And on the charitable side, Parker and his family are no stranger to helping out. All the Parkers, from his wife, Jan, to their three children, Christopher, Jamie, and Barbara, are deeply connected to community service through their work.
Jan, Christopher, and Barbara, in fact, all work in special education students. Jamie, Parker’s eldest daughter, has worked for the Trenton Area Soup Kitchen for more than a decade and is now TASK’s manager of programs and services. As she became more involved with TASK, her father got more involved with the agency as well. He is now a TASK trustee and has served as chairman of its board.
“My dad has always encouraged me to follow my heart and to look for work that is satisfying emotionally as opposed to finding the job with the biggest paycheck,” Jamie said. “My parents raised me to have compassion and to see things from other peoples’ perspectives. They really set the framework for all their children to work in careers that serve others. It is very satisfying work and I am grateful to be in the field I’m in.”
How this all relates is, one of TASK’s initiatives that launched a couple years ago was Muslims Against Hunger. According to Sperling’s, about 1.4 percent of Trenton’s population identifies as Muslim. The U.S. Census stated that as of 2015, Trenton’s population was about 84,000 people, meaning that there are about 1,200 Muslims in the city itself.
And a lot of Trenton’s Muslims are professionals, such as doctors, who, as part of their faith, seek to help those who need it. Many of those, Parker said, volunteer through TASK, as well as other organizations and programs.
Many of these same professionals formed Medina Community Clinic, a Trenton-based group primarily comprised of Muslim doctors who provide specialty care for people who otherwise could not afford it. Not coincidentally, one of Medina’s board members is TASK executive director Dennis Micai.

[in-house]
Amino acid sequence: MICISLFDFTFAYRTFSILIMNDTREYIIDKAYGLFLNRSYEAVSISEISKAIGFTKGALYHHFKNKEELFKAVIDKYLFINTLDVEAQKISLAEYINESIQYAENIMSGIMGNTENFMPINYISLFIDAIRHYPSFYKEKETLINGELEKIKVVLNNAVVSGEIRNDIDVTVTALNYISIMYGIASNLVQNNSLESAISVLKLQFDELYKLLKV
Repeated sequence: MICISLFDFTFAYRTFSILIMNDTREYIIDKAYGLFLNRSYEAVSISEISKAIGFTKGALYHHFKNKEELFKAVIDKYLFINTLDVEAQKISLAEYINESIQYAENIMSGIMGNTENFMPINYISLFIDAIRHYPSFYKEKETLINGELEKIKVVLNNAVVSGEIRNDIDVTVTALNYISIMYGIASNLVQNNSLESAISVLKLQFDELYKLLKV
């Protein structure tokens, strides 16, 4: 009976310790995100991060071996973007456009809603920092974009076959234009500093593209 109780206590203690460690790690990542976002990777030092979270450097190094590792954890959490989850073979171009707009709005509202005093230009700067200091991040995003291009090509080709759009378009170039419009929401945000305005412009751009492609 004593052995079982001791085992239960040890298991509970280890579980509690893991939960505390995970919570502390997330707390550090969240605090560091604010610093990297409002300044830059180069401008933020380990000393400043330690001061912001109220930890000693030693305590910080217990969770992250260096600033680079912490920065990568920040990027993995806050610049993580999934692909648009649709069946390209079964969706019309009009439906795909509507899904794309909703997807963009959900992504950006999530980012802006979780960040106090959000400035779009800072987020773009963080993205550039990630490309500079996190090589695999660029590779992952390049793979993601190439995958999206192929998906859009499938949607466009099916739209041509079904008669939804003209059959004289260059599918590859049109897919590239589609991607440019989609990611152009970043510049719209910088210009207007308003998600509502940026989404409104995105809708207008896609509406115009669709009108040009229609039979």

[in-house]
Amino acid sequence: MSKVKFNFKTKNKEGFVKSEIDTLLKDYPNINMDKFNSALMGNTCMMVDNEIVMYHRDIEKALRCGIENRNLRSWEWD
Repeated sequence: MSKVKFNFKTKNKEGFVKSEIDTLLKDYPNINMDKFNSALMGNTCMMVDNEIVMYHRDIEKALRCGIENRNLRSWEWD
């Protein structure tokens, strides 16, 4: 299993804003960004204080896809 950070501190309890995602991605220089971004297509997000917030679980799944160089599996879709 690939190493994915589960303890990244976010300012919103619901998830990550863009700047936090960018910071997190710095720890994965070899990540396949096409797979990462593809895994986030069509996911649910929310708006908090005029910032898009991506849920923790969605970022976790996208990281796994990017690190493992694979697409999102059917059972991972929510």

So about a year ago, somewhere in this vortex where TASK, Parker, and active Muslim professionals cohabitate, Parker said he got to know “a lot of generous, caring, thoughtful people,” one of whom turned out to be Sheryl Olitzky, the founder of SOSS. Olitzky was impressed with Parker’s track record for helping community outreach-type organizations, as well as by the fact that Parker runs his own nonprofit charity (more on all this in a bit).
Olitzky told Parker about the “Building Bridges” initiative and Parker jumped at the chance to be part of what he considers an extremely valuable and needed organization.
“I offered to do a documentary about the trip,” he says. “I’ve already done an expanded trailer, but I want to make a 60-minute documentary for PBS.”
The expanded trailer, viewable on Vimeo under the title “SOSSBALKANS,” is a 14-minute look at some brutal facts about the Serbian/Bosnian conflicts in the ’90s—as an example, 8,373 Muslim men and boys were executed for being Muslims and buried in mass graves—and the Sisterhood’s visit as a way to find common ground and heal old wounds. Olitzky, who is Jewish, states in the film that travel is essential for getting to know other people and that she wanted to find a place that had significance for both Jews and Muslims.
Sarajevo was a good start, she found, given that 50 years before the Muslim genocides, Jews in this same region suffered a similar appalling fate. Also important to note is that some 15,000 Jews were evacuated to Israel from what was then the disintegrating nation of Yugoslavia when war broke out in 1991, in an obvious effort to keep history from repeating.
In the post-war years, according to the American-Israeli Cooperative Enterprise, most of these evacuated Jews remained in Israel, but the 1,000-2,000 who returned are said to live in harmony with the Christian and Muslim populations there.
Olitzky did not respond to requests for comment, but said in the trailer that Sarajevo, given its history with both Jews and Muslims, was an obvious place to begin looking at the idea of healing and forgiveness that SOSS espouses.
Parker and the SOSS team spent about two weeks in Sarajevo and in Albania, where they met President Bujar Nishani, who was born, incidentally, into a Bektashi Muslim family. Along the way Parker was reminded of the fundamental humanness of other people, no matter where they come from or what faith they embrace.
Sajid Syed, a TASK board member and longtime friend of Parker’s, accompanied his wife, Simin, on the Balkans trip. Simin is a SOSS board member, and Syed says the couple were delighted to know that Parker was coming to record the trip.
“The Peace and Building Bridges trip was very relevant to what we are seeing today in our own country;” Syed says. “And it was important to learn lessons from history so that we don’t make the same mistakes. There are over 9 million Muslims in the U.S.A., but there is a trial in the public square for all of them, for actions that are perpetrated by criminals who have no other connection to them, other than the fact that they have Muslim names.”